We African-Americans are all disenfranchised when it comes to housing, because regardless of our socio-economic status, whether we are in Africa or America, it’s ultimately the white man that determines where we live. Let’s face it, black people are able to live in Irvine not because Martin Luther king died for that right, but because people like Donald Bren allow us to do so. Ethics and morality dictate that one who has knowingly been a factor in causing another pain should at least apologize, but being money driven why should Donald’s people apologize to anyone that is no threat to the acquisition of billions of dollars more. We black folks are needed for labor in the newly lucrative slave trade, i.e. the prison system, but we’re totally dispensable when it comes to funding the housing market. We are perpetually reminded of the disdain for our presence, and no concerted effort is being made to make us feel that somebody, somewhere is at least tolerant of our existence.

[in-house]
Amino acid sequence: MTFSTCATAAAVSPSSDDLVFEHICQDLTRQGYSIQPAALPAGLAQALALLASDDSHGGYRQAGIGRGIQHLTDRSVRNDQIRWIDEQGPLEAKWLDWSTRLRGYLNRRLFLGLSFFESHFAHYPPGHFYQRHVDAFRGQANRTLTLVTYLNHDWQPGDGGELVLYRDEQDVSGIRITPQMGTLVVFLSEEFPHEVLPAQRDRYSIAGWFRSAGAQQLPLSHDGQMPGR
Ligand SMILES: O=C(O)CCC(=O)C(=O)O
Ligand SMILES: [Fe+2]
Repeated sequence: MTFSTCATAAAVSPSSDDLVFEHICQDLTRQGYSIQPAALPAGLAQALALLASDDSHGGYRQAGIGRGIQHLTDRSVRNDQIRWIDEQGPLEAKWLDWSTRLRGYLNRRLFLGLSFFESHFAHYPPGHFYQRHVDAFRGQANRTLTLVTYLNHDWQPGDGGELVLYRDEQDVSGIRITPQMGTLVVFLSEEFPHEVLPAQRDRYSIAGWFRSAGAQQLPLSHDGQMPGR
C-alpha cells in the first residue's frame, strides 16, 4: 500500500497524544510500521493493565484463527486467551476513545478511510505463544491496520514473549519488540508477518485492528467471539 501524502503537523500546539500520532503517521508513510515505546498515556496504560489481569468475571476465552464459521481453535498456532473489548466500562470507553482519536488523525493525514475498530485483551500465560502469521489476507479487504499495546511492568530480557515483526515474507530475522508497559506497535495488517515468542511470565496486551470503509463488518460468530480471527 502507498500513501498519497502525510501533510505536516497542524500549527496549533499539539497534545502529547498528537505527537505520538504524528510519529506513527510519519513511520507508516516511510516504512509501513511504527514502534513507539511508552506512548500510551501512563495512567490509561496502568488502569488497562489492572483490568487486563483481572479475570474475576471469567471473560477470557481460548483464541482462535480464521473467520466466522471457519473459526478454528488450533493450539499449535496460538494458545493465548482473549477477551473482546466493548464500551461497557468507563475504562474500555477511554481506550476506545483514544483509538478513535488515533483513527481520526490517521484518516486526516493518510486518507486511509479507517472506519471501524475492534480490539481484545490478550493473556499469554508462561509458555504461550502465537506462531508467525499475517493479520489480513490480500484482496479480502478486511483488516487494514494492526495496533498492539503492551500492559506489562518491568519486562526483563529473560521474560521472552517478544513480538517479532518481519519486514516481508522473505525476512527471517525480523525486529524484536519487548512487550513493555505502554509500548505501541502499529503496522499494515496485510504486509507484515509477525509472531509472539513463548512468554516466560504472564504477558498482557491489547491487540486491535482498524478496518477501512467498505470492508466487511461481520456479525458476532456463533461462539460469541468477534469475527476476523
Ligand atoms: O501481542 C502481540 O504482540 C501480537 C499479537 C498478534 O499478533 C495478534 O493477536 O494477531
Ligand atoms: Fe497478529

In closing, let me make one thing perfectly clear. I am neither surprised nor disillusioned with the aforementioned incident, or its potential outcome, because it only serves to confirm that we are nowhere near experiencing a post-racial environment, and that corporate entities are still insensitive to the souls of black folk. What concerns me is the lack of meaningful response from the self proclaimed white progressives, and their apparent disconnection to reality. You say you understand our pain, you support our cause, and that you want to help us. Yet you hurt us more by telling us in so many words, “Get over it.  It ain’t that serious. Don’t blame us for what one racist white person did.”  Well if you had gone through for one hour, what we have gone through for a lifetime, you’d understand why it’s more than serious…it’s killing us on a daily basis. So if you’re not going to at least talk to your people about the wrong they’re doing to mine, then don’t talk to me about letting it go. And just so you know, I’m saying that real LOUD.